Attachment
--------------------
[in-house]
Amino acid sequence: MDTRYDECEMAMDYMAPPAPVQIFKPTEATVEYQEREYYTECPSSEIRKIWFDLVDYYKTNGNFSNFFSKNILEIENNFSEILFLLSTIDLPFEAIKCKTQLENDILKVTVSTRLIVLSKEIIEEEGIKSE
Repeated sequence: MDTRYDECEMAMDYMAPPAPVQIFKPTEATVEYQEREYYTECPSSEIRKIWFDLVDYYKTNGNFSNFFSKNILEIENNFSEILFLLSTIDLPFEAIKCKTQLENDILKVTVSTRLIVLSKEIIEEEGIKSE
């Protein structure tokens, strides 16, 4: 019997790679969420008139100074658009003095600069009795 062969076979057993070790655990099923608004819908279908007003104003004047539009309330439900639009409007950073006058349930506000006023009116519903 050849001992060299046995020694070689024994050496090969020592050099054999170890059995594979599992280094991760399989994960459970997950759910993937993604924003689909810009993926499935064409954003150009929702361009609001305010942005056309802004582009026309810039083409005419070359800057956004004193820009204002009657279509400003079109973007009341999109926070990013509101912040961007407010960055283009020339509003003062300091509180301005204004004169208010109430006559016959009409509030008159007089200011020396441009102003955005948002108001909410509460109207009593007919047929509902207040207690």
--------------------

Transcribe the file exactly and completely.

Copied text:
[in-house]
Amino acid sequence: MDTRYDECEMAMDYMAPPAPVQIFKPTEATVEYQEREYYTECPSSEIRKIWFDLVDYYKTNGNFSNFFSKNILEIENNFSEILFLLSTIDLPFEAIKCKTQLENDILKVTVSTRLIVLSKEIIEEEGIKSE
Repeated sequence: MDTRYDECEMAMDYMAPPAPVQIFKPTEATVEYQEREYYTECPSSEIRKIWFDLVDYYKTNGNFSNFFSKNILEIENNFSEILFLLSTIDLPFEAIKCKTQLENDILKVTVSTRLIVLSKEIIEEEGIKSE
């Protein structure tokens, strides 16, 4: 019997790679969420008139100074658009003095600069009795 062969076979057993070790655990099923608004819908279908007003104003004047539009309330439900639009409007950073006058349930506000006023009116519903 050849001992060299046995020694070689024994050496090969020592050099054999170890059995594979599992280094991760399989994960459970997950759910993937993604924003689909810009993926499935064409954003150009929702361009609001305010942005056309802004582009026309810039083409005419070359800057956004004193820009204002009657279509400003079109973007009341999109926070990013509101912040961007407010960055283009020339509003003062300091509180301005204004004169208010109430006559016959009409509030008159007089200011020396441009102003955005948002108001909410509460109207009593007919047929509902207040207690």